By: Peter Paul Fedorchuk III, AFRAM 101
Being an actor is all about portraying the life of a character that isn’t, necessarily, you. But what are the boundaries of whom you are acting as? What is considered offensive, and what is considered just? Before the 1830s, a time period began that we call blackface minstrelsy. Theatrical entertainment was at a high, with a boost from whites portraying themselves as blacks. Although the emancipation may have freed the slaves, “equality for all” (14th Amendment) did not come with. Following the emancipation of slavery, the time actually was known as the Jim Crow Era, whose segregation had an enormous impact on blackface.
Blackface first began as a very exaggerated stereotype of blacks. They were actually put into three major categories, as “
- Subservient and servile
- Brutes, aggressive, vicious, violent, hyper-sexualized, and
- Entertaining, happy – especially serving whites.” (Pittman, Ethnic Notions Video Lecture)
The characters Ethnic Notions portrayed that are still used today are: Mammy, Uncle Tom, Buck, Jezebel, Mulatto, and Pickaninny. “Mammy is a source of earthy wisdom who is fiercely independent and brooks no backtalk. Toms are typically good, gentle, religious and sober. The Buck is a large Black man who is proud, sometimes menacing, and always interested in White women. Jezebel/Wench is the temptress. Mulatto is a mixed-blood male or female. In film, often portrayed as a tragic figure who passes for White until they discover they have Negro blood. And Picaninnies” are children that “have bulging eyes, unkempt hair, red lips and wide mouths into which they stuff huge slices of watermelon.” (Padgett, Blackface!)
Learning about all of these characters and the history of blackface and its effect was very shocking and almost overwhelming to me for two reasons. The first of these is that as a child until now, I grew watching films that portrayed every single one of those characters. Some of the films that I remember watching often were The Looney Tunes and The Little Rascals. They both hold characters that represent picaninnies. Being a kid, you don’t really understand what being “racist” is, but watching films most definitely impacts the view you have on the world.
Billie Thomas (1931-1980) “Buckwheat”, from The Little Rascals. African American child used in the series to represent a character of Pickaninny. Beginning of show was a girl until they realized he was a boy later into the series.
Another set of popular films that everybody continues to watch today are Tyler Perry’s Madea series. I do have to say, I grew up laughing to all the jokes his movies held. But after learning about the blackface representations of Jezebel, who represented “hyper-sexualized black women,” and Bucks, who are black men that portray to society as “animalistic, aggressive, and need of being domesticated” (Pittman, Ethnic Notion Video Lecture), I see a clear representation throughout the films of these two specific characters. Kameir tells us in a review that, “the exploitation of historically exaggerated black caricatures is a fundamental feature of Tyler Perry’s work. The Madea films thrive on an ugly mix of minstrelsy and moralism” (Kameir, Tyler Perry’s Madea Minstrel Show). This is really sad to me because I actually did have a certain view of African Americans as a specific character because of films such as these. Not a negative look, but just a stereotyped idea. And I know that I’m not the only one affected by the media with these films. Perry and his films are actually huge blockbuster hits every year, so you know that our society is having their heads filled with inaccurate images of their fellow neighbors and rightful citizens of equality in our nation.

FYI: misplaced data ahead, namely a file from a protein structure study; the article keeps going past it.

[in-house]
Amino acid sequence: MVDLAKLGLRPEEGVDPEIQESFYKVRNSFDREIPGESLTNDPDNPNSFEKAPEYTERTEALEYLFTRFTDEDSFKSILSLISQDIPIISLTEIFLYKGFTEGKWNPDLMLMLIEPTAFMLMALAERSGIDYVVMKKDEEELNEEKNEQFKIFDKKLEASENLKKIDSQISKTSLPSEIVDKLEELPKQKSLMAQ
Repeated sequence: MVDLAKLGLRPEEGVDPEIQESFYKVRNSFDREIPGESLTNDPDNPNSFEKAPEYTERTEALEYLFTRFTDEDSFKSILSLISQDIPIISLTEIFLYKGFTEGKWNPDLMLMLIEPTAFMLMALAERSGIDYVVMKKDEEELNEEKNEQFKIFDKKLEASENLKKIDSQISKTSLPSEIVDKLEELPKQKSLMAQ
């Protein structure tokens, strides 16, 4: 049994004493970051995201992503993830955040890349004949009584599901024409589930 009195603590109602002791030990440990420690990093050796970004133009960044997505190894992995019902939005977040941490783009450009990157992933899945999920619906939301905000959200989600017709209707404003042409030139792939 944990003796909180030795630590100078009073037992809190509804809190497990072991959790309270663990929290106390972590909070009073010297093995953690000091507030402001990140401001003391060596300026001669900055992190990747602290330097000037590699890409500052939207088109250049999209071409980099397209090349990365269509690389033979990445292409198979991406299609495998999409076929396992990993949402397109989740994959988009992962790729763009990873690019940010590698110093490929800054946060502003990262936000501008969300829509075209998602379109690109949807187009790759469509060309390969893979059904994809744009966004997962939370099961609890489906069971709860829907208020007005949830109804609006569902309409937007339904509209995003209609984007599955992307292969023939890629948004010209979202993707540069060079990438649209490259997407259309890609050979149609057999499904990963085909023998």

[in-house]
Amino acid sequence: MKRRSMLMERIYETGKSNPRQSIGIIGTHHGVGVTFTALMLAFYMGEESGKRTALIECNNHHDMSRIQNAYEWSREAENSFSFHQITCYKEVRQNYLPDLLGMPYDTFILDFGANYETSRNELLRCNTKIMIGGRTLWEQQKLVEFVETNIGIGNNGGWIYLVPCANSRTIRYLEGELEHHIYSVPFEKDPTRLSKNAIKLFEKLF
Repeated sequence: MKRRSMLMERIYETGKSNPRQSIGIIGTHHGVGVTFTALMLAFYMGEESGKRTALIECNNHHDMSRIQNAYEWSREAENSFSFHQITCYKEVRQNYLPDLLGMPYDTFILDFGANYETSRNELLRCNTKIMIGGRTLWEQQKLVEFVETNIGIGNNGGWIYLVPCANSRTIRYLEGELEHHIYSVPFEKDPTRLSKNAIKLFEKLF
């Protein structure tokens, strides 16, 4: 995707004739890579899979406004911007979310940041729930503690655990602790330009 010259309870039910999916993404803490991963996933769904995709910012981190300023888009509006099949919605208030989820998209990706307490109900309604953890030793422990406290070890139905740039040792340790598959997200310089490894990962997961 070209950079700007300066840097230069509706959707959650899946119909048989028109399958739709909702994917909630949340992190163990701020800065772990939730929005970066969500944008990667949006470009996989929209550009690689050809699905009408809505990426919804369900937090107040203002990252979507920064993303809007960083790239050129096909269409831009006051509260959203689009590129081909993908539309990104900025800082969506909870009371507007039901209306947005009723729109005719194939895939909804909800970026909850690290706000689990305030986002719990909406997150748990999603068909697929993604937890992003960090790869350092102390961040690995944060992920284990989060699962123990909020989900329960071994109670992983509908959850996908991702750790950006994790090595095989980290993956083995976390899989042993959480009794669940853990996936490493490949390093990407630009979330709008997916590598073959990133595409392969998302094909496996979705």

The second reason blackface has a certain attachment to my feelings on the subject is that I am an actor. Or say, a student studying within the Drama Performance (Acting) major. The reason why this connects me to this in particular is because I understand, as an actor, what other actors would do to just be seen as funny or a way to stand out in the industry. I started this topic with the statement, “Being an actor is all about portraying the life of a character that isn’t, necessarily, you.” There is something you have to understand about being an actor that ties down to why blackface is such a negative view for not only society, but the person performing as well. When you perform, you actually submerge yourself into your character. You make their thoughts your thoughts, you make their attitude your attitude. So when actors such as “P.T. Barnum, Edwin Booth, E. Byron Christy, William A. Christy (etc.)” (Rice, Excerpts from Monarchs of Minstrelsy) from the past represented blacks by coloring their faces black, they impacted their own thought on blacks. They weren’t only representing African American’s to the rest of society, but were creating a physical image of them into their own minds.